Demolition Of Long-Vacant Yonkers School 6 Begins

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Demolition crews began tearing down Yonkers School 6 on Tuesday at 33 Ashburton Ave. An affordable housing complex will be built in its place. Photo Credit: Matt Bultman
Yonkers School 6 on Ashburton Avenue has been vacant for decades. Now an affordable housing complex will be built in its place. Photo Credit: Matt Bultman
An artist's rendering of one of two buildings to be built on the lot of the former School 6 in Yonkers. An archway from the old building is to be preserved.

YONKERS, N.Y. – An Ashburton Avenue eyesore soon will be torn down, and a two-building apartment complex will stand in its place.

City and state officials gathered Tuesday with developers to signal the beginning of demolition of the long-vacant School 6. When completed, the lot at 33 Ashburton Ave. will be transformed into the Schoolhouse Terrace at Croton Heights, a mixed-income apartment complex for 121 families and seniors.

“We are finally taking the necessary steps to clear this longtime blighted area, transforming it to its greatest potential,” Mayor Mike Spano said.

Built in 1889, the stone building that once housed School 6 has been vacant since the school closed in 1987, falling into a state of disrepair too severe for preservation, city officials said.

Working with the project developers, Community Builders Inc., the city’s Municipal Housing Authority developed a plan to transform the lot, which the authority says is part of a larger plan to improve that entire section of the city.

“It’s time for renewal,” Spano said. “This marks the transformation of an area, but, more importantly, the entire Ashburton corridor.”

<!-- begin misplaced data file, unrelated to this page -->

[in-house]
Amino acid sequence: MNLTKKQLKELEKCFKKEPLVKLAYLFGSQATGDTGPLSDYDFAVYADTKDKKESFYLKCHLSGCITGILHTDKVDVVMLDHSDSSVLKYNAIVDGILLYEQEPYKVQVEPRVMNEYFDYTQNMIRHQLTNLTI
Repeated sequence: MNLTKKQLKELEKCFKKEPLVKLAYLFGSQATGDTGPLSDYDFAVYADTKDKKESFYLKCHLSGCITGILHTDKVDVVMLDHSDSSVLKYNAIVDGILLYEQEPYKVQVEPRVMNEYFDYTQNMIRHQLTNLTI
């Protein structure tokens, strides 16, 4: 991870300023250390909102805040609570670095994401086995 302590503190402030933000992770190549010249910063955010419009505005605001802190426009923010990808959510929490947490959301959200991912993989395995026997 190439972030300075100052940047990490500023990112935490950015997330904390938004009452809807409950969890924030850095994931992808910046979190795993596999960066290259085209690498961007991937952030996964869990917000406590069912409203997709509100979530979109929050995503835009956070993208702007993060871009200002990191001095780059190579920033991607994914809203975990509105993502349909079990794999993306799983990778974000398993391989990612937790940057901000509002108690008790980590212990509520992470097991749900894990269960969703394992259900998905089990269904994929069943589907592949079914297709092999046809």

Construction on the complex is expected to begin in March and may be completed as soon as September 2014.  When finished, the Schoolhouse Terrace will feature a 70-unit building for families, while a second building will have 51 units for seniors.

The complex will also have a community room, playground space and an underground parking garage. An archway of the former school building will be preserved and used as part of the apartment complex.

“To bring down an eyesore and erect a place where people can live and enjoy, having memories of the past but the promise of a future, is really what this is about,” said state Sen. Andrea Stewart-Cousins (D-Yonkers).

Money for the $58 million development comes from a mix of local, state and federal funding along with private investment.

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tomjones44:

Waste of a beautiful building that could have been converted to housing long ago.

YonkersResident:

The older building to the north was not an eyesore when it closed. The interior was in pristine condition, and was lovingly maintained by the custodial staff. Not a paint chip or mark was on the walls and ceiling. The floors were highly polished.
At the time the schools were closed in 1986, School 6 remained graffiti-free for several years, unlike the other schools, such as the previous School 15.

The City of Yonkers turned it into an eyesore by letting it sit there and rot, totally unused and unprotected.